Making Sense of Social Media Options: Which Ones are Worth Your Small Business’ Time? | Social Media for Builders & Remodelers

With an every-growing range of social media platforms popping up, it can be hard to know which ones can benefit your business, nevermind what each of them even does!  Here we take the mystery out of social media with definitions for the top 9 platforms, and the pros and cons of using them for your business, particularly small to mid-size businesses and those in the building and remodeling industry.

1. Facebook

Unarguably the most popular social media network around, Facebook is more than one billion users strong.  Facebook connects people of all ages with their network of Facebook friends, allowing them to see recent content posted to their page.  Businesses can create their own pages to post messages, or engage readers by asking questions or running contests for free.  They can also opt to use Facebook advertising, which pops up on the side of a user’s page.

Pros: Since almost everyone is on facebook, this social media tool should be at the top of your marketing list.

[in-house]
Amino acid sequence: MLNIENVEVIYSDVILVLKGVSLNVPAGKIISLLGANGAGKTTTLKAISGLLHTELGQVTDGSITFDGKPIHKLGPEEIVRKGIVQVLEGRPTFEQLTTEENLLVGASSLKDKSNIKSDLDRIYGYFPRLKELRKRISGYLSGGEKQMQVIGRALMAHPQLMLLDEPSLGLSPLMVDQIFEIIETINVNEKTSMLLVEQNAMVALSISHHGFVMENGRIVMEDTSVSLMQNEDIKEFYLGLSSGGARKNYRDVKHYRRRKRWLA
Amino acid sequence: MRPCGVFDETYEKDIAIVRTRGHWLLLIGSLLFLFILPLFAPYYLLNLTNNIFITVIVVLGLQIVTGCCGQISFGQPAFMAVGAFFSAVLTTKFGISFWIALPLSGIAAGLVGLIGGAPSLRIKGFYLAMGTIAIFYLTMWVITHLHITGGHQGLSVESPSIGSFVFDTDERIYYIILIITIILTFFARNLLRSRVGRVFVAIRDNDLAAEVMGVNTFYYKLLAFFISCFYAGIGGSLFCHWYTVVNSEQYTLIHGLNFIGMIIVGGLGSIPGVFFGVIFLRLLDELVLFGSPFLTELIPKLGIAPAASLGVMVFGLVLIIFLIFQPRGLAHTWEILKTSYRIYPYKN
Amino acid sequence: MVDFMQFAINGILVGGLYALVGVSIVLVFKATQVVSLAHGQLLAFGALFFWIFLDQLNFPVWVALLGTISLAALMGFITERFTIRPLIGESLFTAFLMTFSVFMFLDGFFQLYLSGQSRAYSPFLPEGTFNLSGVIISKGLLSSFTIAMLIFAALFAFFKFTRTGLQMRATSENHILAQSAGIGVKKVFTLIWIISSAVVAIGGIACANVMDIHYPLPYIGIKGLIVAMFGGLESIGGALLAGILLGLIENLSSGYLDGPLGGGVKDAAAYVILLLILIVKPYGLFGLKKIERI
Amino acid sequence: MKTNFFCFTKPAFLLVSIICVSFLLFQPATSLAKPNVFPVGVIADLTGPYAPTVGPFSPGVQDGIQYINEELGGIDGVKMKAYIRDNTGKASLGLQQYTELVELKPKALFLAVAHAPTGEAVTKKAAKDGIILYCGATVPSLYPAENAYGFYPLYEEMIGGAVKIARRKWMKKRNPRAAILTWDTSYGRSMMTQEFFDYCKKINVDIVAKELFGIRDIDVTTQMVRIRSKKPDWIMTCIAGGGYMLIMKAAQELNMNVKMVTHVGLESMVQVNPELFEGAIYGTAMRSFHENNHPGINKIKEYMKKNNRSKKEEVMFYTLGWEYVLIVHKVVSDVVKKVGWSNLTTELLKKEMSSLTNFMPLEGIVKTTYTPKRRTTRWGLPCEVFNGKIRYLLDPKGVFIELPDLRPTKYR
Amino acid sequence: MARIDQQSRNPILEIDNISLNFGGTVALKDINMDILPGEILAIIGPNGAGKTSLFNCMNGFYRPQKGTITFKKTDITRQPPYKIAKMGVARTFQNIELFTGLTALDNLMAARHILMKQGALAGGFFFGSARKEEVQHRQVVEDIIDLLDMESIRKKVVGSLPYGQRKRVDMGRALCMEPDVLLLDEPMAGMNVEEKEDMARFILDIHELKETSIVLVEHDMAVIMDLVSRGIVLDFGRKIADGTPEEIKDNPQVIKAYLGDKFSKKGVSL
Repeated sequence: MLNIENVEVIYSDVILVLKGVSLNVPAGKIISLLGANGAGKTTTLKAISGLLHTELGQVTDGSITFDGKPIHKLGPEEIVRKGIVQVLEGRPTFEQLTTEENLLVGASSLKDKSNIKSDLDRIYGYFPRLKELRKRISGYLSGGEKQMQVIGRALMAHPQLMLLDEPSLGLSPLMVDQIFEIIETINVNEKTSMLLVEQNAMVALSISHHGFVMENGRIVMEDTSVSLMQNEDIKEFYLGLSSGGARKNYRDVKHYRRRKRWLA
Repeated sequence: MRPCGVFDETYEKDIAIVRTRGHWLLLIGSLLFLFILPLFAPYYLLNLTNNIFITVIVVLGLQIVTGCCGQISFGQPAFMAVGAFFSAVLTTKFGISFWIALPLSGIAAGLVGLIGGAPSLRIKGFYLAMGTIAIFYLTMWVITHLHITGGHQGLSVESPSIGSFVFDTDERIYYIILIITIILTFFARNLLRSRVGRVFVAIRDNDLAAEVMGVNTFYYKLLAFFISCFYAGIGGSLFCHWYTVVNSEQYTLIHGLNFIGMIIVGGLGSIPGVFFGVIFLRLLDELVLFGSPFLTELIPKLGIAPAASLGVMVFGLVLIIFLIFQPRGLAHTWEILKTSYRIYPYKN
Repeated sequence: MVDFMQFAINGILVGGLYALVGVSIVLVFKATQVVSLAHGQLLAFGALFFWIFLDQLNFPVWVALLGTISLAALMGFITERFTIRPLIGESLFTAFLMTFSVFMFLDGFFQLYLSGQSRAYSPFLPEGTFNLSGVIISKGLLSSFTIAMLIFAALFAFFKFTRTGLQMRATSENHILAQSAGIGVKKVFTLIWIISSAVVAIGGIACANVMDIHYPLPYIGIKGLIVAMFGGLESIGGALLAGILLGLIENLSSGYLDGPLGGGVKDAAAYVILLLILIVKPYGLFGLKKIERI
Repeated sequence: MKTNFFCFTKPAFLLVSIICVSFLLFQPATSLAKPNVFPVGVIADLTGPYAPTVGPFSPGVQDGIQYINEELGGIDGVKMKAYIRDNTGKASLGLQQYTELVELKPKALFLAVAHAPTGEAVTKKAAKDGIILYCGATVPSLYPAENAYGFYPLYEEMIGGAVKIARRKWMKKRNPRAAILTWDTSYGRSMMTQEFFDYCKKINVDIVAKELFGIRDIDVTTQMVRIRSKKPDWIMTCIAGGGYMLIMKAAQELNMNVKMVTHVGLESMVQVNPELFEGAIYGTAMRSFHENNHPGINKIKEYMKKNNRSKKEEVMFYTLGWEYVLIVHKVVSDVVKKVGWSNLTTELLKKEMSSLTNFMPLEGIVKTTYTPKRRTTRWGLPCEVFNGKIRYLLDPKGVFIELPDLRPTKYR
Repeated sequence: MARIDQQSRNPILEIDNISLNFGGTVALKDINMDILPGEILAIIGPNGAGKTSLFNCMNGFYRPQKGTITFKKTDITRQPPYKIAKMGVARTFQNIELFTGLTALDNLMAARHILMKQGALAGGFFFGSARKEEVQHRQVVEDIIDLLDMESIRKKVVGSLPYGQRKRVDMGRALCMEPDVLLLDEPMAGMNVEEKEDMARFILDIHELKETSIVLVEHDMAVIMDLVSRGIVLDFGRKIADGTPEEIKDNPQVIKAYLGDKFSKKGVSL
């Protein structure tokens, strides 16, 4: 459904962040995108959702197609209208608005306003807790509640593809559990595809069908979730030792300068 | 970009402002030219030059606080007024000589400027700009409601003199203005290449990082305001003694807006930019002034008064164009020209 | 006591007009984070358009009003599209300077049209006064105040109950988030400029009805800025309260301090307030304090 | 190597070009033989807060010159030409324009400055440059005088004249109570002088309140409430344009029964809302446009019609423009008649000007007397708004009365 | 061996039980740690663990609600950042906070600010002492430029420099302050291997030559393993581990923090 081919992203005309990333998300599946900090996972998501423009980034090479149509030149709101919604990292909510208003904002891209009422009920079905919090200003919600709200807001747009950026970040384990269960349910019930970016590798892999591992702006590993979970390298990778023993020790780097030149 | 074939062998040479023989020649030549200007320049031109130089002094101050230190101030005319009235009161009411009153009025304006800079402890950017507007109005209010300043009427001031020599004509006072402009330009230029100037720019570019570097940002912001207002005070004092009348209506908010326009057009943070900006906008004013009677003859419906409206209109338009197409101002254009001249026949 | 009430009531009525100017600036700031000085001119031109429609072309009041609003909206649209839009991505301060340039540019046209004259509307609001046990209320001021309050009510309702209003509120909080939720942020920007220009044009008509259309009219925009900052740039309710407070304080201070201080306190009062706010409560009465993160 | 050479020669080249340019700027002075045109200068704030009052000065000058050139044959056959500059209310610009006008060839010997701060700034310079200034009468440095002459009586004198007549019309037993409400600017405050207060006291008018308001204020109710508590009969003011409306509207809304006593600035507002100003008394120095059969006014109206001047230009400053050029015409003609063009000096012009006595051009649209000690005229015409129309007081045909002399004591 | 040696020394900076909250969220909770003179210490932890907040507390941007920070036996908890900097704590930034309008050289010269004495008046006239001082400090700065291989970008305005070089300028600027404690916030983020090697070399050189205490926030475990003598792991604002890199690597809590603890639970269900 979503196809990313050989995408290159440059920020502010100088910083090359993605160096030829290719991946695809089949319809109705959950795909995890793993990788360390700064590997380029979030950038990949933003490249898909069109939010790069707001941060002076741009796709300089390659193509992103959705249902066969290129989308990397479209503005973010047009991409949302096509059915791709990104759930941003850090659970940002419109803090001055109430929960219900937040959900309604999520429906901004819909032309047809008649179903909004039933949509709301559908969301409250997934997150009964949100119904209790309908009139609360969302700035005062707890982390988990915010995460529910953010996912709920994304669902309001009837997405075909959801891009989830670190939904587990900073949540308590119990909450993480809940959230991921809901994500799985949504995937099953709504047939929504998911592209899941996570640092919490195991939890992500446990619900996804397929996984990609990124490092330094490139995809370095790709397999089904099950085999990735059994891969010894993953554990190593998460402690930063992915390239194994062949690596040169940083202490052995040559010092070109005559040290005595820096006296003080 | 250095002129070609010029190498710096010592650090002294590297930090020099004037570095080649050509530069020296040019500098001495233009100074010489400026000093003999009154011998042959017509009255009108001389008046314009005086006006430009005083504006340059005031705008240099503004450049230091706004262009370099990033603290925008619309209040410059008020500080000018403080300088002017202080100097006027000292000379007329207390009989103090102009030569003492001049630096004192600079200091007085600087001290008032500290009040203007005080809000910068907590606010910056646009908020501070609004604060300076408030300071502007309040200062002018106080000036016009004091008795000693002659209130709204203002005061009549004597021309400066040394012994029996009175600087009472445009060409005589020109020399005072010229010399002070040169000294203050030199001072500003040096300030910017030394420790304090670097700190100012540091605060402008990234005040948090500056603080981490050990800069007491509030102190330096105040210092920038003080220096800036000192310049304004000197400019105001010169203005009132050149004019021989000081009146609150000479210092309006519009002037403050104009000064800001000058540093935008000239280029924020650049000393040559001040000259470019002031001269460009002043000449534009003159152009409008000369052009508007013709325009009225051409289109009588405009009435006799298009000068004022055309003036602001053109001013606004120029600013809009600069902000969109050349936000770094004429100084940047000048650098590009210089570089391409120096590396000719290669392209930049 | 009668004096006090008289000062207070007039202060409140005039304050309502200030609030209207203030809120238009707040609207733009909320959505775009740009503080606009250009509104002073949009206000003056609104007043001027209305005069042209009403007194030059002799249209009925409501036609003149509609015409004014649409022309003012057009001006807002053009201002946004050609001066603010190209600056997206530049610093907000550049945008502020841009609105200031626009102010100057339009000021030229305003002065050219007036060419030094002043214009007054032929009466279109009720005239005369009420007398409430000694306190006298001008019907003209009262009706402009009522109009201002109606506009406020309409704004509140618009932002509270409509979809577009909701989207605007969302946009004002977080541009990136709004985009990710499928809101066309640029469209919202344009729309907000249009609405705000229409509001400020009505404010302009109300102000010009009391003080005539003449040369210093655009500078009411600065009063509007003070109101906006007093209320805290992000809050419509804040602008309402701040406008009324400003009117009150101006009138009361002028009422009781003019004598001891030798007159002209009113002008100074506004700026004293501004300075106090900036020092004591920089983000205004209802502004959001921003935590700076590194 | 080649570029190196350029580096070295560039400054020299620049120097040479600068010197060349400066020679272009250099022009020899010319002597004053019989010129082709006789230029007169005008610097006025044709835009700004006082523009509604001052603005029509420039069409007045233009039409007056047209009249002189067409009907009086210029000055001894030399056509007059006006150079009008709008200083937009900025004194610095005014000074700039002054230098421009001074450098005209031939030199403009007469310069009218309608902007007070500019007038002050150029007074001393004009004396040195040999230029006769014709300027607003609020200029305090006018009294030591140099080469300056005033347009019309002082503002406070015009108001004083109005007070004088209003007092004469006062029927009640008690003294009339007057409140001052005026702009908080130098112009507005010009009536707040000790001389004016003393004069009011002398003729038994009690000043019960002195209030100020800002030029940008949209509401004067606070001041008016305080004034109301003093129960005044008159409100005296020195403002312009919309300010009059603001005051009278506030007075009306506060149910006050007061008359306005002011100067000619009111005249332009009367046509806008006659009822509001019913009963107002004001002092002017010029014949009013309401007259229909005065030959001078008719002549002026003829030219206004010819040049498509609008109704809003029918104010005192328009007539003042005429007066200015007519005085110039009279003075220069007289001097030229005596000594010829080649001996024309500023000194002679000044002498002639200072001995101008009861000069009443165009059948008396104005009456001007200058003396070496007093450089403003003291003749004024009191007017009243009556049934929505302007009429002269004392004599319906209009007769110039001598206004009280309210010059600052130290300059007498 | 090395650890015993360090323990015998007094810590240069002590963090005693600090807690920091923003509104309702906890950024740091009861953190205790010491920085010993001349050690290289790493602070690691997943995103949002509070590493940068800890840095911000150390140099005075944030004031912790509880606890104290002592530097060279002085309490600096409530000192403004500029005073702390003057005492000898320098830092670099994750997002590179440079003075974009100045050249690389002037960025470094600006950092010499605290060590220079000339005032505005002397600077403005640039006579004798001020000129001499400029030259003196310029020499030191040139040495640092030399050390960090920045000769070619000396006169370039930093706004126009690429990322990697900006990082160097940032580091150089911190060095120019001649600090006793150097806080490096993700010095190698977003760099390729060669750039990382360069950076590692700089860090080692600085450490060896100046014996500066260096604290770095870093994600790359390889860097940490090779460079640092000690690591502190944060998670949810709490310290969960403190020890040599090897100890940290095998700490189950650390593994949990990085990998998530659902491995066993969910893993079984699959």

Cons: To keep your business in front of users, you must post regularly — so keep your page active or it won’t be an effective tool.  Posting text alone is not as effective as posting text with photos.

2. Linked In 

LinkedIn is a longtime business-oriented social networking site that has grown to over 70 million people worldwide. Launched in May 2003, it is mainly used for professional networking and recuriting, with minimal interaction.

Pros: If you’re looking for more professional followers or want to connect with individuals who you might be able to work with later, it’s good to have a LinkedIn profile. The site helps to build professional relationships and collaborate with experts in the field.

Cons: LinkedIn isn’t necessarily going to drive business your way and isn’t a format for advertising your business.  And though there is a large base of users, many people aren’t very active once they sign up.

3. YouTube

YouTube is a well known online platform for posting videos.  Individuals and businesses alike can post a video about almost anything, and viewers can share the video on other social media platforms.

Pros: Sharing a video with your potential clientele is a great way for them to view you in a more personable light and see you as an expert in your field.  Offering short “how-to” video clips makes them more share-worthy, and creating an “about-me” type video allows people to get to know you better.